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Dirt for a base

Discussion in 'Habitat and Exhibit' started by TN Bucknasty, Feb 17, 2011.

  1. psycho

    psycho 2011 WORLD CHAMPIONS!

    Joe, hope to see you this weekend at the Ohio Show. If you dry it out really quick it will crack also. I think 50/50 is to much but that just my opinnion but I don't have any problems with my habitat cracking unless I want it to. Dan
     
  2. joeym

    joeym Jeannette & Joey @ Dunn's Falls

    I use dried peat moss. I take it and grate it through a small hardware cloth (the size used to make cricket buckets). This creates a very uniform texture and color. After building my base, I spray paint the bottom flat black, I then apply white glue thinned down with water (50:50). I shake the sifted peat moos onto this, and it is ready to use in a couple of hours.
     

  3. Mr.T

    Mr.T Active Member

    I have painted with a brush, straight Elmer's on the base, and threw the dirt on right behind brushing as I go. To thick and it will run, paint to much area and it will skim over before the dirt can set in it. But it is easy to do and is dry over night, no cracking. I would not add water unless using moss, 50/50 water and Elmer's can be sprayed on moss and will keep it from falling off after 24 hours of dry time.
     
  4. I mix my dirt in a big bien with elmers glue until you get a real sticky mixture then apply it to the base and the glue dries clear with no glossy look it give a natural look but the dirt is hard as a brick and stays in place for a long time!
     
  5. Shooterschoice

    Shooterschoice work is for people who dont fish

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    i just pour elmers glue all over it and use cheap potting soil for 3.50 for the potting soil it will last me 4 or 5 habitats for fox/coyote sized mammals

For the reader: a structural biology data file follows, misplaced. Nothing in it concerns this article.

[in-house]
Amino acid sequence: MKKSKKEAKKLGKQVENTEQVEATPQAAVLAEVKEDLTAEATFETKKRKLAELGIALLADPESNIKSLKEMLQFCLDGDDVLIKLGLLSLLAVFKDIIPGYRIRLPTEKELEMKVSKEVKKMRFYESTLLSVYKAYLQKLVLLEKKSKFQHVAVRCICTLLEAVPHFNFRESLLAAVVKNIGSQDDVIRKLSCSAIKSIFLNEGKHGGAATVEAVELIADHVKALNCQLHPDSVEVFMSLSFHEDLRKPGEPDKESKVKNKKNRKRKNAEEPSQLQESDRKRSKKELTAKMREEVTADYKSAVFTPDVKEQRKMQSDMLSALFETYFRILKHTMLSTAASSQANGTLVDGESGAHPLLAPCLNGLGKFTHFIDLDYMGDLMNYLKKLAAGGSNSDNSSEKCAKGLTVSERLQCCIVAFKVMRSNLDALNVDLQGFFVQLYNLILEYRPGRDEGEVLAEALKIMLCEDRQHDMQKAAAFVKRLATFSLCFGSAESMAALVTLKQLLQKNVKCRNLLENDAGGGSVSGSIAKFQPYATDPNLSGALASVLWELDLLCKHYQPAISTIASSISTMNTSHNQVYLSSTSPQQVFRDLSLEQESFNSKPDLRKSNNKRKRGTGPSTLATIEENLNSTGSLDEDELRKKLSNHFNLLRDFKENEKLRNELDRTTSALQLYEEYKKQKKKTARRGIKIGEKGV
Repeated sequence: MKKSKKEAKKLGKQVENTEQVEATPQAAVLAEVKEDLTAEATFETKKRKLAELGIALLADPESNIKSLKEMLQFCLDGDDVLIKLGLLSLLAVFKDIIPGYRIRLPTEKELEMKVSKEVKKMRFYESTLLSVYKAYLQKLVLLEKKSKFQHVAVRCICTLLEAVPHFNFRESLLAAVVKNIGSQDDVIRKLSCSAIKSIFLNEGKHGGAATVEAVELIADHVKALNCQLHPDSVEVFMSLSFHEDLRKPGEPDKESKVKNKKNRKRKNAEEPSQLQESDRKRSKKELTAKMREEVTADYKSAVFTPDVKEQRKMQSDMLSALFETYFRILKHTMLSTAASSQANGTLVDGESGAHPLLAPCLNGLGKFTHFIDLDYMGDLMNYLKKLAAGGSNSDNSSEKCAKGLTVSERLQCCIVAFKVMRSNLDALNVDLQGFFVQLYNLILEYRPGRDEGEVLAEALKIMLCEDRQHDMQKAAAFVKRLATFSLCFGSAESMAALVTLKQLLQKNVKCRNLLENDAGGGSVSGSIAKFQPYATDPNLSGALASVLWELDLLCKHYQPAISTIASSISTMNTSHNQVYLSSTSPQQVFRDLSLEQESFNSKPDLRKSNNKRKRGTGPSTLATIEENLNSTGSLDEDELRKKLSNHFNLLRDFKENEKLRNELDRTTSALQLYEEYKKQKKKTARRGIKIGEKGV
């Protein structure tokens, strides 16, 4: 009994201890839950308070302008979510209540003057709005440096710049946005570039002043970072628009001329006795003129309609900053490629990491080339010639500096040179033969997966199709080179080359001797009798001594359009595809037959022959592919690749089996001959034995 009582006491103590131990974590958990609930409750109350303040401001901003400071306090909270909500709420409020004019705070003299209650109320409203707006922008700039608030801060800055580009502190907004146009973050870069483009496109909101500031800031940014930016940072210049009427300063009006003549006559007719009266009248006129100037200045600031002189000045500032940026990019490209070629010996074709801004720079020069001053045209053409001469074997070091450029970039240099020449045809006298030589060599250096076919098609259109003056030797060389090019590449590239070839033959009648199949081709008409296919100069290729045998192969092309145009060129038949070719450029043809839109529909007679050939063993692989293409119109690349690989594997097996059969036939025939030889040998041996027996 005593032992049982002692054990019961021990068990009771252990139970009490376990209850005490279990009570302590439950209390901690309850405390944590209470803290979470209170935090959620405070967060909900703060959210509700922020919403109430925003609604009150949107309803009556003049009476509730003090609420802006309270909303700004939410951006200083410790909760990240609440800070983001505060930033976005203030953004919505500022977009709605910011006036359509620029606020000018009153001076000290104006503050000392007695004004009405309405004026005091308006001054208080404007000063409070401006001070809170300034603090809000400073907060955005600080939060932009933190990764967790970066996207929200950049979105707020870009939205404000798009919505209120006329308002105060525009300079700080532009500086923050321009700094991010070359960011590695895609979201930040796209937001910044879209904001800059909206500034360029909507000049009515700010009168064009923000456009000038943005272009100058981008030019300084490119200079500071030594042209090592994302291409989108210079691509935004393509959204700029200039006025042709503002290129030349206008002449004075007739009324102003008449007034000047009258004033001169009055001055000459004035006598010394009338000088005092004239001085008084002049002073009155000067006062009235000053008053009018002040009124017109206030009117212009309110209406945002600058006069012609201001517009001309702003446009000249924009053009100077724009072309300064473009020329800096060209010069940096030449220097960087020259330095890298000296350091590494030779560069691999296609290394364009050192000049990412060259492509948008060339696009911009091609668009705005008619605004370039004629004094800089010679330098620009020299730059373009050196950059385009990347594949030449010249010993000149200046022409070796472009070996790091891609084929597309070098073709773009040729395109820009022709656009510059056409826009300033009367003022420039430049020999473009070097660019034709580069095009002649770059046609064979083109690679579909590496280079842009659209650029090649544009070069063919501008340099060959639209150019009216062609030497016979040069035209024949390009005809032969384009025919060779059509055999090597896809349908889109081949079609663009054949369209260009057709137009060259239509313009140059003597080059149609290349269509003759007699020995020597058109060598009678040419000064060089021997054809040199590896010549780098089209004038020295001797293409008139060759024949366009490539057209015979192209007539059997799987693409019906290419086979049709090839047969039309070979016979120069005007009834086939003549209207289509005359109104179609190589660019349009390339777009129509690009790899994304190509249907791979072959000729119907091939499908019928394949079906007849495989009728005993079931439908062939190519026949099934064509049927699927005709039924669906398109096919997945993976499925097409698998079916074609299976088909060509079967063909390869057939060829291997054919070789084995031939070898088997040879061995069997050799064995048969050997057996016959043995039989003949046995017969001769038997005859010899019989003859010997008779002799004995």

6. FeatherHorn

    FeatherHorn New Member

    You can also mix up some fiberglass resin, then mix in whatever dirt and bebris you want in it and spread it on. Then hit it with a heat gun till you start to see it bubble a little. If you try this way make sure to mix the resin and hardener first before you add the dirt. This way also does away with any mold issues caused by too much moisture. Do this ouside as well ;D
     
  7. Troy Rose

    Troy Rose Learning...one of life's greatest treasures!

    I don't think there is any right or wrong way to dirt a base. I generally use Elmer's glue diluted down with water (3 parts glue: 1 part water) You get better coverage and it tends to dry a bit quicker than straight glue. I've done the dirt glue mix, but I do not like how long it takes to dry. You can also use clear silicone caulk instead of glue. They both work and dry about the same. I use cheap potting soil and sift out the larger particles using various sized sifters (made out of 1x4 and hardware cloth). The drier your soil is, the faster your base will dry. I apply an even coat of diluted glue with a paint brush (do not let your glue dry out to much and film or glaze over). Sprinkle your dirt on. As the glue absorbs into the dry dirt it will start to give it a wet look. I add more dirt until the the wet areas disappear. I try to gently shake off the excess. This will allow more uniform dry time. CAUTION... I have found that if you set it in the sun to dry, or under forced heat, it will dry to fast and glaze the surface. The outer layer of dirt and glue will look dry, but the under layer contacting the foam stays wet. I've had this happen several times, and it sometimes takes days for it to dry out completely! It is usually easier to peel it off and start over. Once your base is completely dry (several hours to overnight at room temperature), gently blow of the excess. I usually dirt my bases twice. The first coat is fine sediment. Let dry, coat again with glue, then dirt again. If you want the larger particles to stick I will sometimes spray the base with a 50/50 glue to water mixture. Again, this will take longer to dry. Good Luck!